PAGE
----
Apparently what makes “good enough to be worth a Hugo award” isn’t all that clear.
To be fair – or rather, reasonable, since fair is one of those things that stops having any kind of meaning outside of preschool – it’s rather difficult to come up with anything resembling objective standards for fiction. For non-fiction, yeah it’s possible, but they won’t be everything – standards like “is factually accurate” are objective, but the prose is still going to be subject to personal opinion.
That said, I can say what my standards are and what I use to decide if something is worth nomination or awarding. Oddly enough, while I was considering what my standards are, I realized that they are almost independent of whether I like the piece or not. I don’t know if this is unique to me or not, but I’ve read books that ace every one of my standards and I’ve utterly loathed them.
Of course, I do use the term “Kate-normal”, so I may be the only person in the known universe for which this is true.
So. What I look for when judging quality in narrative fiction (this mostly doesn’t apply to poetry and non-fiction and it sure as heck doesn’t apply to art) is this (in approximate order, even):
- Early immersion – I read a hell of a lot, and I find it very easy to become immersed in a piece. The earlier it drags me in, the better. If I don’t get the immersion, the interplay of the technical factors (prose quality, characterization, plotting, foreshadowing, etc.) isn’t handled well enough to do it. I’ve read pieces where I liked the premise and characters, but the craft wasn’t good enough to generate immersion. I’ve also read pieces that I hated but were well enough done to hold me despite that.
- Immersion is maintained until the last word – This is important: if something throws me out of immersion, it’s a serious technical flaw (because, yes, I’ve actually analyzed this. It could be a plot flaw that runs the piece into a bridge abutment. It could be something that breaks a character. It could also be prose so damned obtuse it sends me running for a dictionary – and I read Stephen Donaldson’s Thomas Covenant series without needing one.
- There is a plot – I wish I didn’t have to include this, but I’ve read a few too many novels that don’t have one. They have characters that have stuff happen to them. Note that a deliberately plotless piece can meet the grade if the characterization and prose is good enough and there is some other payoff in place of the plot.
- There are characters – Again, this should be obvious, but there are alleged novels where the alleged characters are nothing but ciphers being moved according to the author’s wishes. Again, it’s possible for a really skilled author to produce a work without any characters, but it’s bloody difficult and I’ve never seen it done well enough to justify a Hugo except in extremely short short stories.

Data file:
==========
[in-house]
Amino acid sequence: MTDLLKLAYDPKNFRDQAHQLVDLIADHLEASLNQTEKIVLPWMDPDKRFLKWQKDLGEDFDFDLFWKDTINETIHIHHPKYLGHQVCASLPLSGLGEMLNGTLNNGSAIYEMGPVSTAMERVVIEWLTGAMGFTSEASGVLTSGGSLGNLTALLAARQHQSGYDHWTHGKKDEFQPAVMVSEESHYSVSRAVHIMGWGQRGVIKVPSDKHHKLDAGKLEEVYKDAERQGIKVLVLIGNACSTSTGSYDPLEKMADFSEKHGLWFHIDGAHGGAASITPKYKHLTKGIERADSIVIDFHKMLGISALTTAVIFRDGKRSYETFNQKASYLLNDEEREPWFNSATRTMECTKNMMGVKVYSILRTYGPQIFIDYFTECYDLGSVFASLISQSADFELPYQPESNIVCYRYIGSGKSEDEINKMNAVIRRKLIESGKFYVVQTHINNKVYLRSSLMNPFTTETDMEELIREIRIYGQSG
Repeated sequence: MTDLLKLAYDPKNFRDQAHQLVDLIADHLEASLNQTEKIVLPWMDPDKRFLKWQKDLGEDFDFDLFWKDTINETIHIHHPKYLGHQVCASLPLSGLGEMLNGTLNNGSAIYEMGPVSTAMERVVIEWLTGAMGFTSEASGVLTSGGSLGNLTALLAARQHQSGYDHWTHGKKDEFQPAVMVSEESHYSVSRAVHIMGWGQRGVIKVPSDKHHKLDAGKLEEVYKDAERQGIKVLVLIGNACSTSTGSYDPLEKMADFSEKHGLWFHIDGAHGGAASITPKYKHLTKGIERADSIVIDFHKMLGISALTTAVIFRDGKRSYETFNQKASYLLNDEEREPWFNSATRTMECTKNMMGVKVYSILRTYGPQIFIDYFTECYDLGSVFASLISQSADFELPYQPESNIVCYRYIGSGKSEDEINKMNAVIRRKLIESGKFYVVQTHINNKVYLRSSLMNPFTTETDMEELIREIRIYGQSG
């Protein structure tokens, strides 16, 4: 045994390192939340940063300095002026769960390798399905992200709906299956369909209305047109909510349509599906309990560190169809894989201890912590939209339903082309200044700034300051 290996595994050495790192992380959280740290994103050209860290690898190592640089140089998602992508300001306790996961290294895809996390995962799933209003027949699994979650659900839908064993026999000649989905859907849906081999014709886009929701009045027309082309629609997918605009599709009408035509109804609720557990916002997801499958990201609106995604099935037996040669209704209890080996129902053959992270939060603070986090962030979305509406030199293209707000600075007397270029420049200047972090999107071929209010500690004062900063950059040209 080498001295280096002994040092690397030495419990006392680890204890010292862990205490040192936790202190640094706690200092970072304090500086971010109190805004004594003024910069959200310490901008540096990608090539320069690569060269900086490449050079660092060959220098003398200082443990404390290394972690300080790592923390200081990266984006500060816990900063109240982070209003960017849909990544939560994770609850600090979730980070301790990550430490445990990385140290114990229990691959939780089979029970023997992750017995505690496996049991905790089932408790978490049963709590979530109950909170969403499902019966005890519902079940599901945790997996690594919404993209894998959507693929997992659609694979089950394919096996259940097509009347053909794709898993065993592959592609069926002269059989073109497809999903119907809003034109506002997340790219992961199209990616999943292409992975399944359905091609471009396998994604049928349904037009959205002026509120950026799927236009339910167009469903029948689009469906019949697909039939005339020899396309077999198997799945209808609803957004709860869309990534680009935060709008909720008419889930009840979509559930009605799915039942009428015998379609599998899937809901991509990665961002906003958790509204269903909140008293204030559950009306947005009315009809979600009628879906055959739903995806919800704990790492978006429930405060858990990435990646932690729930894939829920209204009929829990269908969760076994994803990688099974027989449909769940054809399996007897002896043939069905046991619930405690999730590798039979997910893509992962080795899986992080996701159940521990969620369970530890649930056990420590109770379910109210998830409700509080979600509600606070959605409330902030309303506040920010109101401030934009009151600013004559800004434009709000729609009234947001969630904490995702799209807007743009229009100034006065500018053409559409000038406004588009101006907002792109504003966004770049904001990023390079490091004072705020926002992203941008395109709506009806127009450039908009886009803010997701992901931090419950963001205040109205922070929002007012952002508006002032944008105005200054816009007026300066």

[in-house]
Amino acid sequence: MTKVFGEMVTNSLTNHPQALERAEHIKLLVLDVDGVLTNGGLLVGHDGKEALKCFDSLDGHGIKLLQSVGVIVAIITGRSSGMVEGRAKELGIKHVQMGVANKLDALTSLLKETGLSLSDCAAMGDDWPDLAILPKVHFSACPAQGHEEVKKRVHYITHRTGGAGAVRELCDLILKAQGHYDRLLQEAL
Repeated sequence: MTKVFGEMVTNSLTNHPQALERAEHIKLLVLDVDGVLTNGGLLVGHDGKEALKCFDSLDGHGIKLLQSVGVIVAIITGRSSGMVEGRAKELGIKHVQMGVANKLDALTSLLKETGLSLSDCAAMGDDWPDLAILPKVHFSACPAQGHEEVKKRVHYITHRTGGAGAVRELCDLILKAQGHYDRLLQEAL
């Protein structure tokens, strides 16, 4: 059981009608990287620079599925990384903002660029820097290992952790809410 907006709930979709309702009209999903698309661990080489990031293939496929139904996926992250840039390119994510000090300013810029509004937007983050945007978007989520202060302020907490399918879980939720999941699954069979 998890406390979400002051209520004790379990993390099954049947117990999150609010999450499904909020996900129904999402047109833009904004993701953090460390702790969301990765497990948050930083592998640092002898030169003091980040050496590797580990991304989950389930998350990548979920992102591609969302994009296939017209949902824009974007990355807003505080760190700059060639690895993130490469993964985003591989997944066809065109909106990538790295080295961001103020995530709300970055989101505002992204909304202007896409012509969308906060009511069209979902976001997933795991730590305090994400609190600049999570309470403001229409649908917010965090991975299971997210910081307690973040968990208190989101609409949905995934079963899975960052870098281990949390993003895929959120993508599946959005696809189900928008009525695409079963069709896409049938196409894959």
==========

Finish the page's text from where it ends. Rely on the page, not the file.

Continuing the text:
- There is foreshadowing and it doesn’t jump up and scream “Look! I’m foreshadowing something.” – A plot twist where readers are all “WTF just happened here?” is not a plot twist, it’s bad writing. Similarly a plot twist you’ve watched approaching from chapter 3 is not a plot twist, it’s bad writing. Especially if you’re using mystery forms.
- There are no gaping plot holes. J. K. Rowling, I’m talking to you, here. The bandaid you taped over your plot hole in Harry Potter and the Half-Blood Prince was bad craft and your editor should have made you fix it. That alone was enough to throw me out of immersion in that book.
- The prose is invisible. This needs some explanation: the prose needs to be polished enough and reflective enough of the content and pacing that it helps maintain reader immersion instead of having clunky phrasing that throws a reader out of the story. The only really viable exceptions I’ve come across are in shorter works where the prose can sometimes serve as a character in itself. And Stephen Donaldson? In the Thomas Covenant books, the prose was invisible while I was reading it. If I can manage that, but your prose has me trying to parse out what the hell you meant by that sentence, then the problem lies with your prose.
- The pacing is appropriate. Appropriate is the key thing here. A gentle period-style romantic fantasy is going to have quite a different pace and rhythm than a sweeping space opera adventure. Which will be different again from a mystery. And so forth. Pacing mismatches lead to either “It’s boring” or “There’s too much going on”.
- The piece has an emotional payoff. That doesn’t mean it’s necessarily a happy ending, but it should have readers emotionally invested in what happens. If I finish a book and I don’t care about the ending, it failed. If I disliked the book, there’s a good chance the ending made me angry because at some level there’s a sense of “that wasn’t supposed to happen” – but that doesn’t mean I think it’s a badly written book.
So that’s the list of the things I consider go into a Hugo-worthy piece of fiction. Those of you who are more experienced with non-fiction, art, and TV/Film might like to add some suggestions of ways to judge in those categories in the comments.
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